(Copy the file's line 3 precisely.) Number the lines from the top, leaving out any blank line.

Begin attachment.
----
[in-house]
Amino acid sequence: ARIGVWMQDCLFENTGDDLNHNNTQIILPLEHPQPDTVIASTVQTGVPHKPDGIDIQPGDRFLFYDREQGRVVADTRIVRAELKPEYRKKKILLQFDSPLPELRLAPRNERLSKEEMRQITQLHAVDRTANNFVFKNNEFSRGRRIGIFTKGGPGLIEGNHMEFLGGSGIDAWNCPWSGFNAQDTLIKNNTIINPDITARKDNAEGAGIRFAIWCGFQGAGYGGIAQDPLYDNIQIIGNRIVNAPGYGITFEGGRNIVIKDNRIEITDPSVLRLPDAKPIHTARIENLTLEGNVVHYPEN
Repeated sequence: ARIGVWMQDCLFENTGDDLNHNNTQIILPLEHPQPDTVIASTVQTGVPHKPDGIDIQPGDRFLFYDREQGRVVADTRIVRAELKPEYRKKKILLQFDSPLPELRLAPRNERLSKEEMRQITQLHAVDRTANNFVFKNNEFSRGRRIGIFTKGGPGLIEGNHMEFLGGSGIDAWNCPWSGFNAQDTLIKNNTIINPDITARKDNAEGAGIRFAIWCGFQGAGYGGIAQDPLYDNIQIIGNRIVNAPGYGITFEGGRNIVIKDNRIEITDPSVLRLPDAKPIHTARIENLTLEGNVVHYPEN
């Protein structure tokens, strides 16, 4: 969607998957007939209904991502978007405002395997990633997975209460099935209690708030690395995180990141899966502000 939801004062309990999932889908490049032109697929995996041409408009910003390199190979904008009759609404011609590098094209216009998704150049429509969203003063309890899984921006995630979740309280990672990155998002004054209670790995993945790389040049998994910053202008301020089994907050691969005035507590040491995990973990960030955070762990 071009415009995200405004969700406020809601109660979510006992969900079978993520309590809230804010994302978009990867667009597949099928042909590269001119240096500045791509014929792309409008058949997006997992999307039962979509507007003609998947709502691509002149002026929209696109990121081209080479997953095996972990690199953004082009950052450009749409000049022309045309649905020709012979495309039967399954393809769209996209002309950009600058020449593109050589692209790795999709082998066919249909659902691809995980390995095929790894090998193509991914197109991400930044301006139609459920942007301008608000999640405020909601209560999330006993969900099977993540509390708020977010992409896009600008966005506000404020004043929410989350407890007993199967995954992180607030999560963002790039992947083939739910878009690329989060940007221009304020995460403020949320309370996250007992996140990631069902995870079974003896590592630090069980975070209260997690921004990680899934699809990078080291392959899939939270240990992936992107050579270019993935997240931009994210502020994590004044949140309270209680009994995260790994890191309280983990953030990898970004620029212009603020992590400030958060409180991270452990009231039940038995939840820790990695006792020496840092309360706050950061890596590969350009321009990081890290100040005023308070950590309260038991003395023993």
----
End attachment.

Repeated sequence: ARIGVWMQDCLFENTGDDLNHNNTQIILPLEHPQPDTVIASTVQTGVPHKPDGIDIQPGDRFLFYDREQGRVVADTRIVRAELKPEYRKKKILLQFDSPLPELRLAPRNERLSKEEMRQITQLHAVDRTANNFVFKNNEFSRGRRIGIFTKGGPGLIEGNHMEFLGGSGIDAWNCPWSGFNAQDTLIKNNTIINPDITARKDNAEGAGIRFAIWCGFQGAGYGGIAQDPLYDNIQIIGNRIVNAPGYGITFEGGRNIVIKDNRIEITDPSVLRLPDAKPIHTARIENLTLEGNVVHYPEN